Putting Shared Lives in the spotlight for National Shared Lives Week
Published on Wednesday, June 21, 2017
A CITY placement scheme that offers support for adults with learning disabilities is being highlighted as part of National Shared Lives Week.
Shared Lives Week runs from 17 to 25 June. It’s a national event aimed at raising awareness of schemes up and down the country where vulnerable adults live with carers in specialist placements – either as a long-term arrangement, or for daytime or respite care.
In Leicester, 26 adults currently live in long-term Shared Lives placements, with seven more receiving daytime or respite support.
Among them are brothers Harish and Jagdish Pankhania, who both live in Leicester with different carers.
Harish, 59, and Jagdish, 50, both have learning disabilities which mean they need help from carers to make day-to-day decisions.
Harish has lived with his Shared Lives carer, Indu Bali, since 2011. They’ve recently visited India together, and have just been on a coach trip taking in Belgium, Germany and Austria.
Indu said: “It’s very rewarding looking after Harish and assisting him with his daily living. It’s great to see how happy he is when we go away on holidays. I’m very proud to be a Shared Lives carer.”
Jagdish lives with Shared Lives carers Jagdish Singh and Balbir Kaur. He’s known them since 2013, having had several respite placements with them, and has lived with them on a long-term basis since May 2014.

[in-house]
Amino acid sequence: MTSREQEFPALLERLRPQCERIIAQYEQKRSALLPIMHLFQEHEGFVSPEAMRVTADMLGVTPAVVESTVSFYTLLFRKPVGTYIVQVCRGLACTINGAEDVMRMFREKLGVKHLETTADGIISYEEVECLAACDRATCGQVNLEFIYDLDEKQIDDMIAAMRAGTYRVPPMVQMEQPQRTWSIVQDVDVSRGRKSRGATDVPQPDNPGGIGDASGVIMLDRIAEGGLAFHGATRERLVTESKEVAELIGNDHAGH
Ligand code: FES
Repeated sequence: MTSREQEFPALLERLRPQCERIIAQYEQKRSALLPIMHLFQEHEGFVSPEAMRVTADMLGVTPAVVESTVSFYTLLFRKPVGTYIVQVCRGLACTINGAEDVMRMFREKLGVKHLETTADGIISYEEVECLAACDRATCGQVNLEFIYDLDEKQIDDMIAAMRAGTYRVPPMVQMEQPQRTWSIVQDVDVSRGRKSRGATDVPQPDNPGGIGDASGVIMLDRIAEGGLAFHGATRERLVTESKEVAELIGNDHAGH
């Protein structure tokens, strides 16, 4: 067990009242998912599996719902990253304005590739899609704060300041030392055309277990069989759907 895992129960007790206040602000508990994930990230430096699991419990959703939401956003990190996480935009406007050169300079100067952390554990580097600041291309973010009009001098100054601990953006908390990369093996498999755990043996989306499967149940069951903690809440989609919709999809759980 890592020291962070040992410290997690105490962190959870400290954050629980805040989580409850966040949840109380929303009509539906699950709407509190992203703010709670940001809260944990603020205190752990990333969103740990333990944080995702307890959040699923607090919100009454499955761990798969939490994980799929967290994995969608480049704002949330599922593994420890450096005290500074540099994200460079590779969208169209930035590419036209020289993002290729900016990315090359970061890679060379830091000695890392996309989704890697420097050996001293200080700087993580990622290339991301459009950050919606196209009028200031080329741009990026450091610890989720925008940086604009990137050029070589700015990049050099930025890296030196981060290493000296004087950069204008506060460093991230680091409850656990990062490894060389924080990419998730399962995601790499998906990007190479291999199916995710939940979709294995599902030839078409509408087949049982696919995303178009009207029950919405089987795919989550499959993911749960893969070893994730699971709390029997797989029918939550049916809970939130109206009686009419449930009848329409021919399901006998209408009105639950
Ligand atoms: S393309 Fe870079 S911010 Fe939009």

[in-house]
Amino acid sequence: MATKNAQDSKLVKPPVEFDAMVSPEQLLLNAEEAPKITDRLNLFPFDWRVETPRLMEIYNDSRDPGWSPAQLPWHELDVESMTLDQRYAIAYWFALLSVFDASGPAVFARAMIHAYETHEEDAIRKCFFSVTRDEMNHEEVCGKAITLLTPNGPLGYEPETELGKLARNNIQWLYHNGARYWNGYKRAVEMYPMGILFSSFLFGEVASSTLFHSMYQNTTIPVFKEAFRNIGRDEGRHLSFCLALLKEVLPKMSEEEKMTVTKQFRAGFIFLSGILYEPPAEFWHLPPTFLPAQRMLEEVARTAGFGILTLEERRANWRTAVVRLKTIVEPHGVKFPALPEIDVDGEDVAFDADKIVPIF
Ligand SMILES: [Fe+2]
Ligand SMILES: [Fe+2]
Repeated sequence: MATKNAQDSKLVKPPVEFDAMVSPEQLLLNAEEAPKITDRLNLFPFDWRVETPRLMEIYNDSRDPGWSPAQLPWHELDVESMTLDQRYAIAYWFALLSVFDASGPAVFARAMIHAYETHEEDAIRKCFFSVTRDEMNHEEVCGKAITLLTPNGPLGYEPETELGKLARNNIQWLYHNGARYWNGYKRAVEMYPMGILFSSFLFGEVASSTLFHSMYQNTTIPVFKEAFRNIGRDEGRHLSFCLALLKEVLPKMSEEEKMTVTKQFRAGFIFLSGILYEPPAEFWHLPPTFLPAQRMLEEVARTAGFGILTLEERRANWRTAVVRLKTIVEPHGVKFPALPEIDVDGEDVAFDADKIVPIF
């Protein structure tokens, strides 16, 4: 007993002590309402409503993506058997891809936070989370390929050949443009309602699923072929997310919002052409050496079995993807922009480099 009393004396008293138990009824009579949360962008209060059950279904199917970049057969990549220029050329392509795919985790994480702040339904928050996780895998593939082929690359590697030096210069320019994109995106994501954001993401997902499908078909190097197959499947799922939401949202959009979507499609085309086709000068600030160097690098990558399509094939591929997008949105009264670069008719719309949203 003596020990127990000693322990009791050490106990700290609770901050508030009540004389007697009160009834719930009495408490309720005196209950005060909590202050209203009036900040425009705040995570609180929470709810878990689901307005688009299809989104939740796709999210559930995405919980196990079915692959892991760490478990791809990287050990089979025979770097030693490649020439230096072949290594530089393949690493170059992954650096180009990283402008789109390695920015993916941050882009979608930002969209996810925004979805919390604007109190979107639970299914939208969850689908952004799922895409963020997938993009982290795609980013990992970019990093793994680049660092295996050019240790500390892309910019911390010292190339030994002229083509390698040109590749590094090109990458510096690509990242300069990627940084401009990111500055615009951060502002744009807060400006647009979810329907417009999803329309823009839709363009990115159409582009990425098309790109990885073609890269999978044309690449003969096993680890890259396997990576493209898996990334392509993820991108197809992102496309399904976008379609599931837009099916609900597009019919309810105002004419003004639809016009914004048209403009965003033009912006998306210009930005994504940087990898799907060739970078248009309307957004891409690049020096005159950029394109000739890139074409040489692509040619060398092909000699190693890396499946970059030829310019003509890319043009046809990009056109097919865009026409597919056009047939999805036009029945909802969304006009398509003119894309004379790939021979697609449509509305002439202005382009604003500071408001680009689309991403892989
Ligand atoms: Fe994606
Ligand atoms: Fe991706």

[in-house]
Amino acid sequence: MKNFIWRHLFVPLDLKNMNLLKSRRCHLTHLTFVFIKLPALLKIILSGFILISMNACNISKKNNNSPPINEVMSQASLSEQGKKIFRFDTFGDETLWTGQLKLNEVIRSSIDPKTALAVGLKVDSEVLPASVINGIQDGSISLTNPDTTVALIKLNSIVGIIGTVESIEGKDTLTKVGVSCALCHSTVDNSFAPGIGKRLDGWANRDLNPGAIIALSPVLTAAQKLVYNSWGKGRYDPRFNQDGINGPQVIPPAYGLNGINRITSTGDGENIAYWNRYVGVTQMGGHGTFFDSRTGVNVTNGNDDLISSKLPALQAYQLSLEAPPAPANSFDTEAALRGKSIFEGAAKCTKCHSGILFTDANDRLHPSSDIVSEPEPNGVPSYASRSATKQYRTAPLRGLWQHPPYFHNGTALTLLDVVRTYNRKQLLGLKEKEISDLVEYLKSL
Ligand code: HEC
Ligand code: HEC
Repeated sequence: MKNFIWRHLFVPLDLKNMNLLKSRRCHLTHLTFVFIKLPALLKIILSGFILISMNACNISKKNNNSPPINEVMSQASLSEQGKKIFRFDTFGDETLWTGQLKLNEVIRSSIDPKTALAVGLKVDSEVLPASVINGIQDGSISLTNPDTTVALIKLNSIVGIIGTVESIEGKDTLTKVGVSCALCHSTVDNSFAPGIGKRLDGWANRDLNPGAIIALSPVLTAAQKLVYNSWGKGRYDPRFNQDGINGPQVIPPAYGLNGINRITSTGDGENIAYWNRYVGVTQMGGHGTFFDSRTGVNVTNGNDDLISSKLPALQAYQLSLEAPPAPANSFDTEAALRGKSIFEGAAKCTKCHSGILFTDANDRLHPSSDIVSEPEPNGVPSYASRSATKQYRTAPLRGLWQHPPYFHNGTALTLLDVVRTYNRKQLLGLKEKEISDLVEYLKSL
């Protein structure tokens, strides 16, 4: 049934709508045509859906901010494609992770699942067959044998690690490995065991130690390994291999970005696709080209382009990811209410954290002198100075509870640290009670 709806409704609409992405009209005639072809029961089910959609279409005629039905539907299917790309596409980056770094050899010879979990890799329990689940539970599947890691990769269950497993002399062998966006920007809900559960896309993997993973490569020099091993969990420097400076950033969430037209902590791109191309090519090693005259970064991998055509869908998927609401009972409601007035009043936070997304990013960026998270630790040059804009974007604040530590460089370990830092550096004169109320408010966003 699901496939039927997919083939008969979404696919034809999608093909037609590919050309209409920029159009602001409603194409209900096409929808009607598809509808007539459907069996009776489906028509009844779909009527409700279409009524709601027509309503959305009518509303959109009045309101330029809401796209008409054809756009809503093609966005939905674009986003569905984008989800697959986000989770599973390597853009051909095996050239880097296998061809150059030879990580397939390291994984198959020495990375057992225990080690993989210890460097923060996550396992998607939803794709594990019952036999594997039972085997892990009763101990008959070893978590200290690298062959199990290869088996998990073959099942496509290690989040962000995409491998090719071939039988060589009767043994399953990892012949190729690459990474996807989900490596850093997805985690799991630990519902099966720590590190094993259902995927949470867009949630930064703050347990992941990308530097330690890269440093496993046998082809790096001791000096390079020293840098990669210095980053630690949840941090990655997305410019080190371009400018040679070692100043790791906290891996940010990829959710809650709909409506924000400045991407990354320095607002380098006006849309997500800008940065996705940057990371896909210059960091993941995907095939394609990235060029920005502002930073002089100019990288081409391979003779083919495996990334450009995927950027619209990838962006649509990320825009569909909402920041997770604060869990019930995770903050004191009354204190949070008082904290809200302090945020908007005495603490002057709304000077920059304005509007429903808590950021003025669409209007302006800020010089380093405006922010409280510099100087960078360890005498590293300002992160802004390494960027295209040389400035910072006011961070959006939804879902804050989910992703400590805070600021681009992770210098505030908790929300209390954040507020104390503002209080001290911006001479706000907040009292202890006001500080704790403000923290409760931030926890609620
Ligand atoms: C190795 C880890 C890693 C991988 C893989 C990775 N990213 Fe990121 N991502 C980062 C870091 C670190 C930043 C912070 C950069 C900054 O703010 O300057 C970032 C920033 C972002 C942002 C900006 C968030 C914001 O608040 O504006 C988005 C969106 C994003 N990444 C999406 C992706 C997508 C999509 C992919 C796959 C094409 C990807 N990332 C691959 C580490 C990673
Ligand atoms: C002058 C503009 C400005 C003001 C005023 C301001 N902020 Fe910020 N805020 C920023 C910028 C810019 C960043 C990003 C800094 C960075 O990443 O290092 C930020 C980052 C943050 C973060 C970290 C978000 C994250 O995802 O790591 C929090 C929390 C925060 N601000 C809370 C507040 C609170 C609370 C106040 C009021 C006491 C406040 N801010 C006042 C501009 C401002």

He too has visited India with his carers recently, visiting the Golden Temple – the holiest temple of Sikhism – in Amritsar.
Carers Jagdish and Balbir said: “Jagdish has become a family member and we enjoy sharing our lives with him. He always wanted to visit the Golden Temple and travel in an aeroplane, so we’re really glad we were able to help fulfill his dream of travelling to India.”
Deputy city mayor Cllr Rory Palmer, who leads on adult social care, said: “Shared Lives offers people a way of living that is tailored to them. It’s also an excellent way of ensuring vulnerable people and people with learning disabilities can play an active part in our communities.
“Schemes like this are successful because they put the needs of vulnerable people first – they start by looking at what their needs are and work outwards from there. They’re also great for carers, because they offer flexible working from home, in a career that is very rewarding, enhancing the quality of life and wellbeing of vulnerable adults.”
Shared Lives carers are carefully selected and matched for compatibility with the people they could help. The service is currently looking for more carers, particularly those who can offer long-term placements.
To be a Shared Lives carer, you need caring experience. Most placements are with adults with learning disabilities, although the service is also hoping to develop some placements for older people with dementia.
To find out more about Shared Lives, visit www.leicester.gov.uk/sharedlives